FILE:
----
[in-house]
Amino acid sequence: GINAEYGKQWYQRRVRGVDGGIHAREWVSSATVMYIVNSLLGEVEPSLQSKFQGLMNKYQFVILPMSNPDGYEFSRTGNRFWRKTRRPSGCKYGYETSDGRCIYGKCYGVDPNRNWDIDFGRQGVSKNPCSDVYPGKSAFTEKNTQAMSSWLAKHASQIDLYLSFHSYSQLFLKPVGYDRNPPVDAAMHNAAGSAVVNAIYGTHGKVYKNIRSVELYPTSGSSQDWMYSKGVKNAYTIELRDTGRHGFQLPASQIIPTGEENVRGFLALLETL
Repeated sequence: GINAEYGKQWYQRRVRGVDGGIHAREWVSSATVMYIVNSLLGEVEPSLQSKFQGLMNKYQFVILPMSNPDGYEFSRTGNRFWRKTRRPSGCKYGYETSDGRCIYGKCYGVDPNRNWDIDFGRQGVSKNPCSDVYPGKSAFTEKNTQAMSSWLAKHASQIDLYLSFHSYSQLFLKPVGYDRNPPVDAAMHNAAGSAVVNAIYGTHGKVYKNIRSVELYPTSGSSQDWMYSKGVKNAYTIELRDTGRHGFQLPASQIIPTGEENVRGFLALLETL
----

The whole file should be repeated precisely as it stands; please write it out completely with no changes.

[in-house]
Amino acid sequence: GINAEYGKQWYQRRVRGVDGGIHAREWVSSATVMYIVNSLLGEVEPSLQSKFQGLMNKYQFVILPMSNPDGYEFSRTGNRFWRKTRRPSGCKYGYETSDGRCIYGKCYGVDPNRNWDIDFGRQGVSKNPCSDVYPGKSAFTEKNTQAMSSWLAKHASQIDLYLSFHSYSQLFLKPVGYDRNPPVDAAMHNAAGSAVVNAIYGTHGKVYKNIRSVELYPTSGSSQDWMYSKGVKNAYTIELRDTGRHGFQLPASQIIPTGEENVRGFLALLETL
Repeated sequence: GINAEYGKQWYQRRVRGVDGGIHAREWVSSATVMYIVNSLLGEVEPSLQSKFQGLMNKYQFVILPMSNPDGYEFSRTGNRFWRKTRRPSGCKYGYETSDGRCIYGKCYGVDPNRNWDIDFGRQGVSKNPCSDVYPGKSAFTEKNTQAMSSWLAKHASQIDLYLSFHSYSQLFLKPVGYDRNPPVDAAMHNAAGSAVVNAIYGTHGKVYKNIRSVELYPTSGSSQDWMYSKGVKNAYTIELRDTGRHGFQLPASQIIPTGEENVRGFLALLETL